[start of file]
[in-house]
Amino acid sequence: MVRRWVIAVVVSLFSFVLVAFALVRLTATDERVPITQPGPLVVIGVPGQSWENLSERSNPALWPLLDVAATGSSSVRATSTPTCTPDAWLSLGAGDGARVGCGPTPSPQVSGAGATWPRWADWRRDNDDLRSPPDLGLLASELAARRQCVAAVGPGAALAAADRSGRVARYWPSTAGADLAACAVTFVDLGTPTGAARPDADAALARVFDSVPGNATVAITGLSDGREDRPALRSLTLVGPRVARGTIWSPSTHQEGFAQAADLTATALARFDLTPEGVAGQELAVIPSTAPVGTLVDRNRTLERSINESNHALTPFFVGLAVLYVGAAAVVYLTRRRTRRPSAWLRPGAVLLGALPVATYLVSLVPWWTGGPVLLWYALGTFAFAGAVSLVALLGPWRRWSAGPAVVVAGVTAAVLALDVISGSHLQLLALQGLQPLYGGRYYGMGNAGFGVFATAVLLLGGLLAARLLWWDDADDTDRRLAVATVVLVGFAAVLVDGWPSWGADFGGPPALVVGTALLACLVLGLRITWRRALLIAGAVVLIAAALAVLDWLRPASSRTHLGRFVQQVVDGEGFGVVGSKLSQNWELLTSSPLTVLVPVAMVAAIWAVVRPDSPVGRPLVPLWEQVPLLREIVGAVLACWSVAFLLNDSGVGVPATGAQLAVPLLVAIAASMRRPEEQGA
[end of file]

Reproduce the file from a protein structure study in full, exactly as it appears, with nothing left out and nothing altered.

[in-house]
Amino acid sequence: MVRRWVIAVVVSLFSFVLVAFALVRLTATDERVPITQPGPLVVIGVPGQSWENLSERSNPALWPLLDVAATGSSSVRATSTPTCTPDAWLSLGAGDGARVGCGPTPSPQVSGAGATWPRWADWRRDNDDLRSPPDLGLLASELAARRQCVAAVGPGAALAAADRSGRVARYWPSTAGADLAACAVTFVDLGTPTGAARPDADAALARVFDSVPGNATVAITGLSDGREDRPALRSLTLVGPRVARGTIWSPSTHQEGFAQAADLTATALARFDLTPEGVAGQELAVIPSTAPVGTLVDRNRTLERSINESNHALTPFFVGLAVLYVGAAAVVYLTRRRTRRPSAWLRPGAVLLGALPVATYLVSLVPWWTGGPVLLWYALGTFAFAGAVSLVALLGPWRRWSAGPAVVVAGVTAAVLALDVISGSHLQLLALQGLQPLYGGRYYGMGNAGFGVFATAVLLLGGLLAARLLWWDDADDTDRRLAVATVVLVGFAAVLVDGWPSWGADFGGPPALVVGTALLACLVLGLRITWRRALLIAGAVVLIAAALAVLDWLRPASSRTHLGRFVQQVVDGEGFGVVGSKLSQNWELLTSSPLTVLVPVAMVAAIWAVVRPDSPVGRPLVPLWEQVPLLREIVGAVLACWSVAFLLNDSGVGVPATGAQLAVPLLVAIAASMRRPEEQGA